Tucsonans interested in making the world a kinder, gentler place should be there with bells on for Ben’s Bells Ninth Celebration of Kindness on Friday.
The event is the signature fundraiser for Ben’s Bells, a project founded in 2003 by Jeannette Maré to honor her son, Ben Maré Packard, after he died suddenly from croup at the age of 2. During the past 15 years, the nonprofit has become synonymous with colorful clay flower bell chimes placed at random locations to encourage kindness; mosaic “Be Kind” public art at schools, parks and other locations throughout Tucson; and weekly “bellings” with Ben’s Bell chimes and Kindness Kits to honor “bellees” who perform acts of kindness.
Amy Collinsworth, a marketing manager for Ben’s Bells, said the mission is simple: To inspire, educate and motivate people to realize the impact of intentional kindness.
“We believe that kindness is a skill that people can learn,” she said. To that end, Ben’s Bells has created various programs and opportunities, including Ben’s Bells Main Gate and Downtown Studios, which are open to the public for creation of “bells.” The diverse programs are facilitated by a force of more than 20,000 volunteers annually.
Services include the Kind Campus Program, which provides free curriculum for pre-kindergarten through grade 12 to educate students, families, faculty and staff about the benefits of kindness. The curriculum, which seeks to empower participants to create a culture of kindness that will extend beyond schools, includes electronic materials, ideas for discussion and projects, materials for art projects and more.
“Just as kids can learn languages easier when they are young, we think that if we can teach them when they are little to do all things with kindness — especially the way they talk with people and interact with others — it will make a difference in all they do. We think that learning to be kind can really impact every decision they make as they grow up. We are helping to raise a kind generation so the next group of adults will do things with kindness,” Collinsworth said.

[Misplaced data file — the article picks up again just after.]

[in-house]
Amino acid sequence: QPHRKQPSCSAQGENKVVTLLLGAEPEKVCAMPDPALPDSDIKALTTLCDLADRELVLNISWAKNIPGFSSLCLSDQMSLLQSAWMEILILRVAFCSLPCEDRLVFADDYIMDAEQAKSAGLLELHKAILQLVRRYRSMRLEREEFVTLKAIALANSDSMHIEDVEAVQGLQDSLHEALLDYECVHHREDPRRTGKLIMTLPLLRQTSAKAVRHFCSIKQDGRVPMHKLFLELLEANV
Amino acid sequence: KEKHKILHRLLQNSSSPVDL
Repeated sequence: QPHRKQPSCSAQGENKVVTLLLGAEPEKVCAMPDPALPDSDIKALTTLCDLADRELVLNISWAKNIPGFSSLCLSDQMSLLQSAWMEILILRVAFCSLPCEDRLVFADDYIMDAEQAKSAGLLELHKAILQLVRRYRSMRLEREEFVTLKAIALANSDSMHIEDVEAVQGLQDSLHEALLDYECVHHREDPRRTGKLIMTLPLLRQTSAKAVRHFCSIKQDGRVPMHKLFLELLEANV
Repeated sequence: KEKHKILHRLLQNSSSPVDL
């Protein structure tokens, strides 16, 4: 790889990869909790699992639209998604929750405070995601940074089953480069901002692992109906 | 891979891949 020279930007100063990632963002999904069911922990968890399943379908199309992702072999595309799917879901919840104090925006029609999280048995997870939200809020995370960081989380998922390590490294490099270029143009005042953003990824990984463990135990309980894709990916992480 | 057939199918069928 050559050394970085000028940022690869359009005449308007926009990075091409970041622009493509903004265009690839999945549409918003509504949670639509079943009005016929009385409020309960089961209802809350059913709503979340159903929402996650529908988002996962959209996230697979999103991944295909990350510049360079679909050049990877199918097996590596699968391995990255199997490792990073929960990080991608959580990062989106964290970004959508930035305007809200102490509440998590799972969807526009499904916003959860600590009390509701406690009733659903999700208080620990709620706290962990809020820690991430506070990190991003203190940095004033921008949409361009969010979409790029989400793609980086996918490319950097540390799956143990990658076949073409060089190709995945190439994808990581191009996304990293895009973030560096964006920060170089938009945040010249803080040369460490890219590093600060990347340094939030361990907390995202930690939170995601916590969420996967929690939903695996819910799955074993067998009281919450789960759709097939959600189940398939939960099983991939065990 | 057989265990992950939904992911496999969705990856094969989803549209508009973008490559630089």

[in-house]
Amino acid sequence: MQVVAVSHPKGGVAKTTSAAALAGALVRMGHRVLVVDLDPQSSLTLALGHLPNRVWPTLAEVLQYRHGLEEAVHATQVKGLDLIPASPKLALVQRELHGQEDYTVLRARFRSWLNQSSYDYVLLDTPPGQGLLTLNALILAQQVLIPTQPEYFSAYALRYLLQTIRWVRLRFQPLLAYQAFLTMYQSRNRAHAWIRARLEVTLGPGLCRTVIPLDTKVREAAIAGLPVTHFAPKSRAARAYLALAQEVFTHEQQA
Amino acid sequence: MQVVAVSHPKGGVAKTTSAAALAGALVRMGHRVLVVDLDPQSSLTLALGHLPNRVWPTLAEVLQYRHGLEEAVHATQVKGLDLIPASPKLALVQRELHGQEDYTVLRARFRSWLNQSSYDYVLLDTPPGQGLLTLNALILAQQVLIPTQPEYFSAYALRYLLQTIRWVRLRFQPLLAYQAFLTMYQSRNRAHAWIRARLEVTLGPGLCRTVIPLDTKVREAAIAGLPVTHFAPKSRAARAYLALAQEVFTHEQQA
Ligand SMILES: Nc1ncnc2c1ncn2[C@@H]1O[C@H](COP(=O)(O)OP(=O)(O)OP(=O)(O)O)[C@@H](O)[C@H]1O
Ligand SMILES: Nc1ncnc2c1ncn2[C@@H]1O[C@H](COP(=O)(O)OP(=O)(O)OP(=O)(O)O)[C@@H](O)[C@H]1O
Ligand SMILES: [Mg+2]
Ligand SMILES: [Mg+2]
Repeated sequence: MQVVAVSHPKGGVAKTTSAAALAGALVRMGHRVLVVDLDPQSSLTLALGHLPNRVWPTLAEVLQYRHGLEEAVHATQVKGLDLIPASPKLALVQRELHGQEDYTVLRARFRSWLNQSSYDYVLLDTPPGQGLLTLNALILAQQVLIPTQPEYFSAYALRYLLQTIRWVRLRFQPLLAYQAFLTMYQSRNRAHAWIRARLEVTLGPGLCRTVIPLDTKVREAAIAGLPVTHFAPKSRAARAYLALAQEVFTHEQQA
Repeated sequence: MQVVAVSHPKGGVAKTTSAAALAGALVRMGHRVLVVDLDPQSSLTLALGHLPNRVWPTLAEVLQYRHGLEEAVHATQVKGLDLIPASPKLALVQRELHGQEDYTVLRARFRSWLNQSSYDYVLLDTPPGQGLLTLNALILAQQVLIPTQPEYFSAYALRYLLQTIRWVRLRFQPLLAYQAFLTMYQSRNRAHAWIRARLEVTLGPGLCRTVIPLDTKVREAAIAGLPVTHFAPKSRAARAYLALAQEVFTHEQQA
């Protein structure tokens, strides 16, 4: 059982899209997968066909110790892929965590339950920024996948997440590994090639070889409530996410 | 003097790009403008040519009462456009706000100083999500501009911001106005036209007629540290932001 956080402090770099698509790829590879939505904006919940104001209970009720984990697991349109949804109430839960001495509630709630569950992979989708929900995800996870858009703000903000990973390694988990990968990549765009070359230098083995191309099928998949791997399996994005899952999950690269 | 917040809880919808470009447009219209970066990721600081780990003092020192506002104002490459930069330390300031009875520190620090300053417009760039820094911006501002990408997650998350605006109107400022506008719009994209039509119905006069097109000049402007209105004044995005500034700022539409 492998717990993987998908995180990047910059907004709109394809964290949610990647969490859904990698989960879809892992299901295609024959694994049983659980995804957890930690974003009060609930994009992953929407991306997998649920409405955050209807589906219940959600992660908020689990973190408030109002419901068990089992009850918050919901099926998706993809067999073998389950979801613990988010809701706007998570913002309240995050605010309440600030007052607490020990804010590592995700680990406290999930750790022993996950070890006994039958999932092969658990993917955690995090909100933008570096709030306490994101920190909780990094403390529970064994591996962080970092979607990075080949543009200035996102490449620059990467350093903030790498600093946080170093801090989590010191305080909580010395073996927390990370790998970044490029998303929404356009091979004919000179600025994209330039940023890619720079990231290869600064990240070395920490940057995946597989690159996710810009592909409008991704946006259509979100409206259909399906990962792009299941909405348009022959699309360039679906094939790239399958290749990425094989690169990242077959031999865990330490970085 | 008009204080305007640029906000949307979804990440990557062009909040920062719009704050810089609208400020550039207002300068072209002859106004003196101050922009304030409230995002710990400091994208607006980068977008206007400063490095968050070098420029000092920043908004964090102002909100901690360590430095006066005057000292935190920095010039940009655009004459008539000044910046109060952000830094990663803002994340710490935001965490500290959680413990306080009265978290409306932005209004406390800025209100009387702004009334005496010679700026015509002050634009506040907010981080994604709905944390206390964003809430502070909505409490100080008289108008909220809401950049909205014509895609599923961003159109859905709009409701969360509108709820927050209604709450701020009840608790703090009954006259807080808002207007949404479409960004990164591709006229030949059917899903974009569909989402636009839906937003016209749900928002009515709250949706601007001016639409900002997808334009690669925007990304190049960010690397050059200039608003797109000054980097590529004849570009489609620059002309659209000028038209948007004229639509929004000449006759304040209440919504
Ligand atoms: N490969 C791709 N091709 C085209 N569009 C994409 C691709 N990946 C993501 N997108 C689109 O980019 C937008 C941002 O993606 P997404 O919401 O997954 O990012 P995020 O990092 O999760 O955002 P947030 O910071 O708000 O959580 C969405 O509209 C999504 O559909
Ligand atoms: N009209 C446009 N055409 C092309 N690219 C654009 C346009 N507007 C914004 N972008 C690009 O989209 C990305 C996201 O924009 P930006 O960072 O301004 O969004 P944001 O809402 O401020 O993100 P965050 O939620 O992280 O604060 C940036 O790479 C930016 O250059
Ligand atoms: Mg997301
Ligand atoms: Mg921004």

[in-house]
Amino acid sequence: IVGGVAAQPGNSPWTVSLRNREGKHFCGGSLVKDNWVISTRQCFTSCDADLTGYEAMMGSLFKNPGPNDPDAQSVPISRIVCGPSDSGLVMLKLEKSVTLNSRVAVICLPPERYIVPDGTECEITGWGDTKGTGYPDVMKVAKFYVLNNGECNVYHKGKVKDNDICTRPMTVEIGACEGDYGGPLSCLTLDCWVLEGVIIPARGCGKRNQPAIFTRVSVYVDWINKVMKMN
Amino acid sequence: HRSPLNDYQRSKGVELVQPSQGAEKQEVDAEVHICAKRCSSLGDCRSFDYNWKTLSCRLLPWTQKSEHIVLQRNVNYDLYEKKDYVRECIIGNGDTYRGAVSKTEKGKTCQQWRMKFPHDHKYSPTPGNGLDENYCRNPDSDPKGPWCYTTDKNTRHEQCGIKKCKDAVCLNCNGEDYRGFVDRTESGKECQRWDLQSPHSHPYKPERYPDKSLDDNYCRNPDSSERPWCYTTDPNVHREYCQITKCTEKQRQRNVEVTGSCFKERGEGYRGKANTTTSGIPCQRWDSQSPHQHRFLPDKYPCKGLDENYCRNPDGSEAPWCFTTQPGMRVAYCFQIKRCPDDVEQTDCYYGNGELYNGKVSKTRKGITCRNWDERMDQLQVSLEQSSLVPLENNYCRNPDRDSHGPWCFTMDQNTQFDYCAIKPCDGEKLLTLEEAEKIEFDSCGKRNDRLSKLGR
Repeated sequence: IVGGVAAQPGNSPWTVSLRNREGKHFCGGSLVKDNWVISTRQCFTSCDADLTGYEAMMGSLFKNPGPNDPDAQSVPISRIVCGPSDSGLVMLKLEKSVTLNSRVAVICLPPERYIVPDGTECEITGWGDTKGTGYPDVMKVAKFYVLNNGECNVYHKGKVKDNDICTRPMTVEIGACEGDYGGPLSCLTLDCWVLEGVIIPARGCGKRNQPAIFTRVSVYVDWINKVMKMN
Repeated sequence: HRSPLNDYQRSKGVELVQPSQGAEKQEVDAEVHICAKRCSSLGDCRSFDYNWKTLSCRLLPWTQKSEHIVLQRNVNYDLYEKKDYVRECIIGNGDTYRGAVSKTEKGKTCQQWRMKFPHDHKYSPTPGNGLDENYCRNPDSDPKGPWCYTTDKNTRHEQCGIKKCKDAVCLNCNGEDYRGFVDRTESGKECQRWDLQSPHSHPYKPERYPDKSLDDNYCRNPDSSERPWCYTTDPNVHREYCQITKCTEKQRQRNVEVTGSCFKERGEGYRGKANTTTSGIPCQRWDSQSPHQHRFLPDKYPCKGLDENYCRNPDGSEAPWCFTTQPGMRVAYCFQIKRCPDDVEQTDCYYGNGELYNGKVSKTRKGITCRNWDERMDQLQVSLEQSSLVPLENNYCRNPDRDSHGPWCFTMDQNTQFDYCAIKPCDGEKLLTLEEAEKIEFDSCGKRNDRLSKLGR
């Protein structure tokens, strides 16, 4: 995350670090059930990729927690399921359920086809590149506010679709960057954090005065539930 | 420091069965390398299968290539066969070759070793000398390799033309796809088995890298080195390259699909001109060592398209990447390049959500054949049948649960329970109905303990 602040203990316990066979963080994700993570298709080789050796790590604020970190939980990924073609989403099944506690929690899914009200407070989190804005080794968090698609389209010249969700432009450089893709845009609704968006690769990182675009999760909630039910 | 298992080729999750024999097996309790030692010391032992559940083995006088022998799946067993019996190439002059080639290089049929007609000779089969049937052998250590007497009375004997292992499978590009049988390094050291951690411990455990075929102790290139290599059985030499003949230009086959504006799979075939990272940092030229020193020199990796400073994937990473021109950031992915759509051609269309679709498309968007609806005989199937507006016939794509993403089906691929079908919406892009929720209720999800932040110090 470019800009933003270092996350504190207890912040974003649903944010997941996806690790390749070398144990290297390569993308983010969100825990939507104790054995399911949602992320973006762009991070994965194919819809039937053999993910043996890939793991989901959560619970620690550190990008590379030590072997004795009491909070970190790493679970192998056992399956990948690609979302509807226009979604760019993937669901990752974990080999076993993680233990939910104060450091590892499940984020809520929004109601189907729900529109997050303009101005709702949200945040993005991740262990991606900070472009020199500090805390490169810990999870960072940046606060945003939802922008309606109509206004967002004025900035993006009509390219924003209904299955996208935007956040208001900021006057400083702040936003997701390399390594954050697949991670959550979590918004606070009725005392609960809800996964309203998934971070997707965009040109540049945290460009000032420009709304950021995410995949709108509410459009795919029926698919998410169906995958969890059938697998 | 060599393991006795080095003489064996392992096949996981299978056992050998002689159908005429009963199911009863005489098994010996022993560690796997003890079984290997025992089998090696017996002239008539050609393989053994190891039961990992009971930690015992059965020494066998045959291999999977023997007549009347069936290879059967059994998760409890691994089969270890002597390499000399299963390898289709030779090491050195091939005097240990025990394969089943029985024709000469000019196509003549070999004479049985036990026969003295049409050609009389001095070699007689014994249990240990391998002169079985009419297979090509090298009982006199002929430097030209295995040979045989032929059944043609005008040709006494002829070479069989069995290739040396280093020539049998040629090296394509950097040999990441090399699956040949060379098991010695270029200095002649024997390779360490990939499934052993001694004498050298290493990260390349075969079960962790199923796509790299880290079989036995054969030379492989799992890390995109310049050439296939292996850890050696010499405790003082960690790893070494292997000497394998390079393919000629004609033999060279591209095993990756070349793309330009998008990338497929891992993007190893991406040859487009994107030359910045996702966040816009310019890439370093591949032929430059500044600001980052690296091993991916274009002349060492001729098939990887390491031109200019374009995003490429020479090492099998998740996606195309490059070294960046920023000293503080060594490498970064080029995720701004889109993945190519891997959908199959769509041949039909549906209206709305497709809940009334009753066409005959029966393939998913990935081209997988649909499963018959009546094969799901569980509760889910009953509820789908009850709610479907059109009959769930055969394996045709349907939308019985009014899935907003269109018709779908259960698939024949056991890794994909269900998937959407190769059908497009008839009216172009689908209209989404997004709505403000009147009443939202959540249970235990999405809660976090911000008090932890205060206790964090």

Ben’s Bells philosophy is backed by a scientific advisory board comprised of 11 international leaders in research, including experts at the University of Arizona who have studied the science of kindness and offer recommendations for educational programming. Collinsworth said research has shown that kindness benefits both physical and mental health, and that recognizing kindness in others increases personal happiness and satisfaction.
“Kindness is not just a personality trait: It is something we can work on and need to develop. For example, if you are in traffic and get that feeling of road rage, we call it a kindness challenger. You can learn tools to deal with those in daily life. And it is popular in our culture now for people to say they are going to perform a ‘random act of kindness,’ but we like to say that we are acting intentionally about kindness. We think that people make choices to be kind, and that makes it more purposeful,” she said.
Ben Collinsworth, Amy’s husband, has witnessed the benefits of the Kind Campus program through his students at Emily Meschter Early Learning Center in the Flowing Wells Unified School District.
Ben, who began using the program in 2014, said it fills an important need in classrooms.
“Especially in public schools, we teachers have a big responsibility to teach academics and make sure our students’ cognitive abilities are developing, but lots of times their character development is left out. This program makes sure they are entering the rest of world with a good sense of how to treat other people. The language and vocabulary of kindness is a big way to tackle that,” he said.
Ben emphasized that even preschoolers take naturally to discussions of kindness, including conversations about actions and words that are kind.
“We really see a change in the way they expect kindness from others and hold themselves responsible for being kind toward others,” he said.
Through his teaching and volunteerism, Ben said that he has recognized the ongoing importance of kindness to our culture and our communities.
“As the world progresses in ways that are often not as considerate as they could be, we, as a society, run the risk of leaving parts of ourselves behind. There is a real danger in leaving our sense of community behind as we become more connected digitally and globally. I think that learning not just kindness, but intentional kindness — and how it is one key ingredient that makes us human and makes us communities that are really connected — is one of the most important skills we can maintain and develop that can basically keep us human,” he said.
Contact freelance writer Loni Nannini at firstname.lastname@example.org
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